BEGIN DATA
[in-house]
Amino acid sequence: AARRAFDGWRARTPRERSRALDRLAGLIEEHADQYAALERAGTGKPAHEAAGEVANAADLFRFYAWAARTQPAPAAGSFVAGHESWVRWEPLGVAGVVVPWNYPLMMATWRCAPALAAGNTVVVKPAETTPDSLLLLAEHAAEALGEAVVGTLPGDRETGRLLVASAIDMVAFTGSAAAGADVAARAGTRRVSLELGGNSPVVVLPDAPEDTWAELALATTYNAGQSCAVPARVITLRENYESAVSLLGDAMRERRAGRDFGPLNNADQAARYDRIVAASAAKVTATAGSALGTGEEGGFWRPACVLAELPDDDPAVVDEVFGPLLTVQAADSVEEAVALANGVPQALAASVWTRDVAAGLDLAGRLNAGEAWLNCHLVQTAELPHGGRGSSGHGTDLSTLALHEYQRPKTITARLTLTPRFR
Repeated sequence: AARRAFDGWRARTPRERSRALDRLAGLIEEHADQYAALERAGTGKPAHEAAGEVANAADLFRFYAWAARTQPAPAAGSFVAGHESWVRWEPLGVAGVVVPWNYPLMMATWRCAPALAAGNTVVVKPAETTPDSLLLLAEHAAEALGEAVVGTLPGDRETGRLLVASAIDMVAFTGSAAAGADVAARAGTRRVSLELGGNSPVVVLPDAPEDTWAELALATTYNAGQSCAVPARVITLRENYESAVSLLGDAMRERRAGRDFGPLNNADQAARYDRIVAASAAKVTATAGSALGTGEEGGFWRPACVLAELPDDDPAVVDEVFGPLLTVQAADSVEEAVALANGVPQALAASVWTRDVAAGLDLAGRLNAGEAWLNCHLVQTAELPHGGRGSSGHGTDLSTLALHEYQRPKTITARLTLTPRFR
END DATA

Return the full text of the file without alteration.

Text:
[in-house]
Amino acid sequence: AARRAFDGWRARTPRERSRALDRLAGLIEEHADQYAALERAGTGKPAHEAAGEVANAADLFRFYAWAARTQPAPAAGSFVAGHESWVRWEPLGVAGVVVPWNYPLMMATWRCAPALAAGNTVVVKPAETTPDSLLLLAEHAAEALGEAVVGTLPGDRETGRLLVASAIDMVAFTGSAAAGADVAARAGTRRVSLELGGNSPVVVLPDAPEDTWAELALATTYNAGQSCAVPARVITLRENYESAVSLLGDAMRERRAGRDFGPLNNADQAARYDRIVAASAAKVTATAGSALGTGEEGGFWRPACVLAELPDDDPAVVDEVFGPLLTVQAADSVEEAVALANGVPQALAASVWTRDVAAGLDLAGRLNAGEAWLNCHLVQTAELPHGGRGSSGHGTDLSTLALHEYQRPKTITARLTLTPRFR
Repeated sequence: AARRAFDGWRARTPRERSRALDRLAGLIEEHADQYAALERAGTGKPAHEAAGEVANAADLFRFYAWAARTQPAPAAGSFVAGHESWVRWEPLGVAGVVVPWNYPLMMATWRCAPALAAGNTVVVKPAETTPDSLLLLAEHAAEALGEAVVGTLPGDRETGRLLVASAIDMVAFTGSAAAGADVAARAGTRRVSLELGGNSPVVVLPDAPEDTWAELALATTYNAGQSCAVPARVITLRENYESAVSLLGDAMRERRAGRDFGPLNNADQAARYDRIVAASAAKVTATAGSALGTGEEGGFWRPACVLAELPDDDPAVVDEVFGPLLTVQAADSVEEAVALANGVPQALAASVWTRDVAAGLDLAGRLNAGEAWLNCHLVQTAELPHGGRGSSGHGTDLSTLALHEYQRPKTITARLTLTPRFR